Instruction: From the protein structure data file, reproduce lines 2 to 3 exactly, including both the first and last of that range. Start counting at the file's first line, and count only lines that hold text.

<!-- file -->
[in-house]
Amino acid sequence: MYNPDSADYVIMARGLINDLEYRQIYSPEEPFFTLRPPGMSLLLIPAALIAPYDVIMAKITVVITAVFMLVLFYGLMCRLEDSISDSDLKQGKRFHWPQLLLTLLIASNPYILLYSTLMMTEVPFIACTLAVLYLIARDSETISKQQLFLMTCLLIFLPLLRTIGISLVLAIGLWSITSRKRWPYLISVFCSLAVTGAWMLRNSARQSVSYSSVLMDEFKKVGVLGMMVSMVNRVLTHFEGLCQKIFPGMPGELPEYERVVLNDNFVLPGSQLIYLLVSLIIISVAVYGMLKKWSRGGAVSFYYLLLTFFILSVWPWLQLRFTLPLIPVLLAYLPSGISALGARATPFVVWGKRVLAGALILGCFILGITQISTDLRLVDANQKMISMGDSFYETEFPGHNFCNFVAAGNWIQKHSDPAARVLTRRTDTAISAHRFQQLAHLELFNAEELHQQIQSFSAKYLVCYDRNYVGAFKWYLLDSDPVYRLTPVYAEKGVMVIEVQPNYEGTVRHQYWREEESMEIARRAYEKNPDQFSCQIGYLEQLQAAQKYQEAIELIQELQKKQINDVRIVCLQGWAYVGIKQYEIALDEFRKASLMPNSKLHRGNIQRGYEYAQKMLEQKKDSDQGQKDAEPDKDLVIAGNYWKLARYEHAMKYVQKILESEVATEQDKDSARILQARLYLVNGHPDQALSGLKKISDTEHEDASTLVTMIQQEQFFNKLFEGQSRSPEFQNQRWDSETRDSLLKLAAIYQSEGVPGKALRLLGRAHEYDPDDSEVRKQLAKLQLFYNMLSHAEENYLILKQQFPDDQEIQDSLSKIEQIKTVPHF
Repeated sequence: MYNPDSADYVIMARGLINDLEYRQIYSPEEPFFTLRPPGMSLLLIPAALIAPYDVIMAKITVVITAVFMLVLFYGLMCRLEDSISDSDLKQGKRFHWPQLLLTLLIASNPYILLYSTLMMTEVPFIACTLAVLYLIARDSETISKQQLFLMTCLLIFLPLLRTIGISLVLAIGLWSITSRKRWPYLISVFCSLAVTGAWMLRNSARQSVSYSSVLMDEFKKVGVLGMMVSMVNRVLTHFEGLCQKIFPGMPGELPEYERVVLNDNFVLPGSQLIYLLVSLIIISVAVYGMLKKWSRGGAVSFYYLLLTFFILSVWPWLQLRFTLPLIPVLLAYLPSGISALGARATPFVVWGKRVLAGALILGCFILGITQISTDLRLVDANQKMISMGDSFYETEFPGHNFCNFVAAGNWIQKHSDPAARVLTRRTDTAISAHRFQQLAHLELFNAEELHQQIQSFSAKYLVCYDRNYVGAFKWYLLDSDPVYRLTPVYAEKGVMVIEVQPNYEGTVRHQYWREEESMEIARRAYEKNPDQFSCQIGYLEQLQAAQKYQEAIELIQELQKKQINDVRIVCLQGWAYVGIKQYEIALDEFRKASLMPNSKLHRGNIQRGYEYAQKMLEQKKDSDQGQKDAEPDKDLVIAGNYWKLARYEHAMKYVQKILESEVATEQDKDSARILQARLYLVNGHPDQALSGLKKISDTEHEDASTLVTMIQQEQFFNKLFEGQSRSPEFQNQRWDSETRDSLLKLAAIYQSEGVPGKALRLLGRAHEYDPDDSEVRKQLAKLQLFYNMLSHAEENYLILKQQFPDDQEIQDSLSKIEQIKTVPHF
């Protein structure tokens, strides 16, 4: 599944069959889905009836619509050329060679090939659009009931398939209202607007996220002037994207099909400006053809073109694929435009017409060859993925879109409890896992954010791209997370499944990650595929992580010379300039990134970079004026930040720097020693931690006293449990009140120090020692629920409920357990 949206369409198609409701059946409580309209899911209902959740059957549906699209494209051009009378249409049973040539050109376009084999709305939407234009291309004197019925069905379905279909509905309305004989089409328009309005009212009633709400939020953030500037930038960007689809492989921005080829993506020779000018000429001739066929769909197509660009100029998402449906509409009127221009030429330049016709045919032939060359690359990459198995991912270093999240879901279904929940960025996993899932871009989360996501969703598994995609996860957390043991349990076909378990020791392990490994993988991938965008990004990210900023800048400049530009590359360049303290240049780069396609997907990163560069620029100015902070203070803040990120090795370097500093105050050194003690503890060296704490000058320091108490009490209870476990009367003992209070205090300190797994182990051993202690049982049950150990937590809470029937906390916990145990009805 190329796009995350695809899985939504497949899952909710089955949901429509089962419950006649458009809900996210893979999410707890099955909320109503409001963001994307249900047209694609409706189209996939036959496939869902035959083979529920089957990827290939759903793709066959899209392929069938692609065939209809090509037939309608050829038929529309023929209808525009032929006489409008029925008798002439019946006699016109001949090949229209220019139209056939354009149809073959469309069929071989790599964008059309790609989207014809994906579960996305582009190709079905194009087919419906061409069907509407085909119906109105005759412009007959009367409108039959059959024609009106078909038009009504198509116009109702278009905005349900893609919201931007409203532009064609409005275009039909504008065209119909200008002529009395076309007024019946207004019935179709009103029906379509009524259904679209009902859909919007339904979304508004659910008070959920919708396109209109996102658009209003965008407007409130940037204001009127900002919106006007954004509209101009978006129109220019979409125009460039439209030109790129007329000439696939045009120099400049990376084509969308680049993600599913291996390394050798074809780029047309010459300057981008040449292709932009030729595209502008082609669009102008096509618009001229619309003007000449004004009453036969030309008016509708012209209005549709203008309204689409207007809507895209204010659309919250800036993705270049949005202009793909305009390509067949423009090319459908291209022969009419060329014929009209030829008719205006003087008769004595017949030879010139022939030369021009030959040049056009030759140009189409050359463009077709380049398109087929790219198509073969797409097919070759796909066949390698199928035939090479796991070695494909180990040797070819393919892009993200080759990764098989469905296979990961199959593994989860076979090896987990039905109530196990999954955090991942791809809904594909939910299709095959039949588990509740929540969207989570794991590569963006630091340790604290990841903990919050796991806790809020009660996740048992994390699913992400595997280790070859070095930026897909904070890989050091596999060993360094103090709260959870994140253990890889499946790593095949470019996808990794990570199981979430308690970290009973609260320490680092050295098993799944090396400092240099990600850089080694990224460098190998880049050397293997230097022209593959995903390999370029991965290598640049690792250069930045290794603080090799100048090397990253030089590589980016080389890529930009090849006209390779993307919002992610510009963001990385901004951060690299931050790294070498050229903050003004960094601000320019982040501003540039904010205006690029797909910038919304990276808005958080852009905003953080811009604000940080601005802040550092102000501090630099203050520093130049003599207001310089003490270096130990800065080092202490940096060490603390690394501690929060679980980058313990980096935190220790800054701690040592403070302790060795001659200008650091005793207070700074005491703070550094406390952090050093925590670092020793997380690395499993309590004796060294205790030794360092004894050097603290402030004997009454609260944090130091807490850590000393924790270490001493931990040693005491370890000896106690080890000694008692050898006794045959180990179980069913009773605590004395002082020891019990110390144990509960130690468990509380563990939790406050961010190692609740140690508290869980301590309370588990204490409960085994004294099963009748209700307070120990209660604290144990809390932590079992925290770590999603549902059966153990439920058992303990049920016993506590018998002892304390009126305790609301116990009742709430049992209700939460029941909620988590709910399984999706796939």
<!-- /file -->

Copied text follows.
Amino acid sequence: MYNPDSADYVIMARGLINDLEYRQIYSPEEPFFTLRPPGMSLLLIPAALIAPYDVIMAKITVVITAVFMLVLFYGLMCRLEDSISDSDLKQGKRFHWPQLLLTLLIASNPYILLYSTLMMTEVPFIACTLAVLYLIARDSETISKQQLFLMTCLLIFLPLLRTIGISLVLAIGLWSITSRKRWPYLISVFCSLAVTGAWMLRNSARQSVSYSSVLMDEFKKVGVLGMMVSMVNRVLTHFEGLCQKIFPGMPGELPEYERVVLNDNFVLPGSQLIYLLVSLIIISVAVYGMLKKWSRGGAVSFYYLLLTFFILSVWPWLQLRFTLPLIPVLLAYLPSGISALGARATPFVVWGKRVLAGALILGCFILGITQISTDLRLVDANQKMISMGDSFYETEFPGHNFCNFVAAGNWIQKHSDPAARVLTRRTDTAISAHRFQQLAHLELFNAEELHQQIQSFSAKYLVCYDRNYVGAFKWYLLDSDPVYRLTPVYAEKGVMVIEVQPNYEGTVRHQYWREEESMEIARRAYEKNPDQFSCQIGYLEQLQAAQKYQEAIELIQELQKKQINDVRIVCLQGWAYVGIKQYEIALDEFRKASLMPNSKLHRGNIQRGYEYAQKMLEQKKDSDQGQKDAEPDKDLVIAGNYWKLARYEHAMKYVQKILESEVATEQDKDSARILQARLYLVNGHPDQALSGLKKISDTEHEDASTLVTMIQQEQFFNKLFEGQSRSPEFQNQRWDSETRDSLLKLAAIYQSEGVPGKALRLLGRAHEYDPDDSEVRKQLAKLQLFYNMLSHAEENYLILKQQFPDDQEIQDSLSKIEQIKTVPHF
Repeated sequence: MYNPDSADYVIMARGLINDLEYRQIYSPEEPFFTLRPPGMSLLLIPAALIAPYDVIMAKITVVITAVFMLVLFYGLMCRLEDSISDSDLKQGKRFHWPQLLLTLLIASNPYILLYSTLMMTEVPFIACTLAVLYLIARDSETISKQQLFLMTCLLIFLPLLRTIGISLVLAIGLWSITSRKRWPYLISVFCSLAVTGAWMLRNSARQSVSYSSVLMDEFKKVGVLGMMVSMVNRVLTHFEGLCQKIFPGMPGELPEYERVVLNDNFVLPGSQLIYLLVSLIIISVAVYGMLKKWSRGGAVSFYYLLLTFFILSVWPWLQLRFTLPLIPVLLAYLPSGISALGARATPFVVWGKRVLAGALILGCFILGITQISTDLRLVDANQKMISMGDSFYETEFPGHNFCNFVAAGNWIQKHSDPAARVLTRRTDTAISAHRFQQLAHLELFNAEELHQQIQSFSAKYLVCYDRNYVGAFKWYLLDSDPVYRLTPVYAEKGVMVIEVQPNYEGTVRHQYWREEESMEIARRAYEKNPDQFSCQIGYLEQLQAAQKYQEAIELIQELQKKQINDVRIVCLQGWAYVGIKQYEIALDEFRKASLMPNSKLHRGNIQRGYEYAQKMLEQKKDSDQGQKDAEPDKDLVIAGNYWKLARYEHAMKYVQKILESEVATEQDKDSARILQARLYLVNGHPDQALSGLKKISDTEHEDASTLVTMIQQEQFFNKLFEGQSRSPEFQNQRWDSETRDSLLKLAAIYQSEGVPGKALRLLGRAHEYDPDDSEVRKQLAKLQLFYNMLSHAEENYLILKQQFPDDQEIQDSLSKIEQIKTVPHF